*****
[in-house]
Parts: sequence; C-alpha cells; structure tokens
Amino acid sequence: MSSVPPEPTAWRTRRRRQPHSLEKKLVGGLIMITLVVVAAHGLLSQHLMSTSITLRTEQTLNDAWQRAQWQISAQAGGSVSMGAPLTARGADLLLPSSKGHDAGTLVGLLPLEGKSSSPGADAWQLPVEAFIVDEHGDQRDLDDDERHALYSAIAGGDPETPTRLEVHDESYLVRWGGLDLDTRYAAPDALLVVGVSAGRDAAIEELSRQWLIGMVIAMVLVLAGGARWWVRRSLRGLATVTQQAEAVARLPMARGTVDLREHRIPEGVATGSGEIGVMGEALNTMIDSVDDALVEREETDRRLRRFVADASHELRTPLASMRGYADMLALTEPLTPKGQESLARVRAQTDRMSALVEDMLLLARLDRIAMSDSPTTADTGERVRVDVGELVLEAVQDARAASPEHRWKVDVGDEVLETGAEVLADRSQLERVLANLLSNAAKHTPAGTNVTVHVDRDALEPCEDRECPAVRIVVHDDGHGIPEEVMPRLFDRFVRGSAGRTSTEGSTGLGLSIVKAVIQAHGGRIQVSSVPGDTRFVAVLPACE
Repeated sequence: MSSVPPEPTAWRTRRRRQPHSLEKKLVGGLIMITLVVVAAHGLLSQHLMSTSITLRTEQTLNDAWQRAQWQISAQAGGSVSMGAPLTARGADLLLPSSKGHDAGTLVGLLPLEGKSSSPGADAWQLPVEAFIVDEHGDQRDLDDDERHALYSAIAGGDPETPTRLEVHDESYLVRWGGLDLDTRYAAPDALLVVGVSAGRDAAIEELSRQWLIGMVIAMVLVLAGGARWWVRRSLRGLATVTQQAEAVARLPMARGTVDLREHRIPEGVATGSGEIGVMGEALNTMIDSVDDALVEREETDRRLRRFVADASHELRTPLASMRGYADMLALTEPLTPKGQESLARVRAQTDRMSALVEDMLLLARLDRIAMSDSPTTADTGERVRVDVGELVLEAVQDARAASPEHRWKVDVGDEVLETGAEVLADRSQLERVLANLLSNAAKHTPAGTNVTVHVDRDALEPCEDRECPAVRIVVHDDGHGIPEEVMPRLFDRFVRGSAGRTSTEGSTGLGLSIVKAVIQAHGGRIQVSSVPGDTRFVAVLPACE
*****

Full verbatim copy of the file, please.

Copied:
[in-house]
Parts: sequence; C-alpha cells; structure tokens
Amino acid sequence: MSSVPPEPTAWRTRRRRQPHSLEKKLVGGLIMITLVVVAAHGLLSQHLMSTSITLRTEQTLNDAWQRAQWQISAQAGGSVSMGAPLTARGADLLLPSSKGHDAGTLVGLLPLEGKSSSPGADAWQLPVEAFIVDEHGDQRDLDDDERHALYSAIAGGDPETPTRLEVHDESYLVRWGGLDLDTRYAAPDALLVVGVSAGRDAAIEELSRQWLIGMVIAMVLVLAGGARWWVRRSLRGLATVTQQAEAVARLPMARGTVDLREHRIPEGVATGSGEIGVMGEALNTMIDSVDDALVEREETDRRLRRFVADASHELRTPLASMRGYADMLALTEPLTPKGQESLARVRAQTDRMSALVEDMLLLARLDRIAMSDSPTTADTGERVRVDVGELVLEAVQDARAASPEHRWKVDVGDEVLETGAEVLADRSQLERVLANLLSNAAKHTPAGTNVTVHVDRDALEPCEDRECPAVRIVVHDDGHGIPEEVMPRLFDRFVRGSAGRTSTEGSTGLGLSIVKAVIQAHGGRIQVSSVPGDTRFVAVLPACE
Repeated sequence: MSSVPPEPTAWRTRRRRQPHSLEKKLVGGLIMITLVVVAAHGLLSQHLMSTSITLRTEQTLNDAWQRAQWQISAQAGGSVSMGAPLTARGADLLLPSSKGHDAGTLVGLLPLEGKSSSPGADAWQLPVEAFIVDEHGDQRDLDDDERHALYSAIAGGDPETPTRLEVHDESYLVRWGGLDLDTRYAAPDALLVVGVSAGRDAAIEELSRQWLIGMVIAMVLVLAGGARWWVRRSLRGLATVTQQAEAVARLPMARGTVDLREHRIPEGVATGSGEIGVMGEALNTMIDSVDDALVEREETDRRLRRFVADASHELRTPLASMRGYADMLALTEPLTPKGQESLARVRAQTDRMSALVEDMLLLARLDRIAMSDSPTTADTGERVRVDVGELVLEAVQDARAASPEHRWKVDVGDEVLETGAEVLADRSQLERVLANLLSNAAKHTPAGTNVTVHVDRDALEPCEDRECPAVRIVVHDDGHGIPEEVMPRLFDRFVRGSAGRTSTEGSTGLGLSIVKAVIQAHGGRIQVSSVPGDTRFVAVLPACE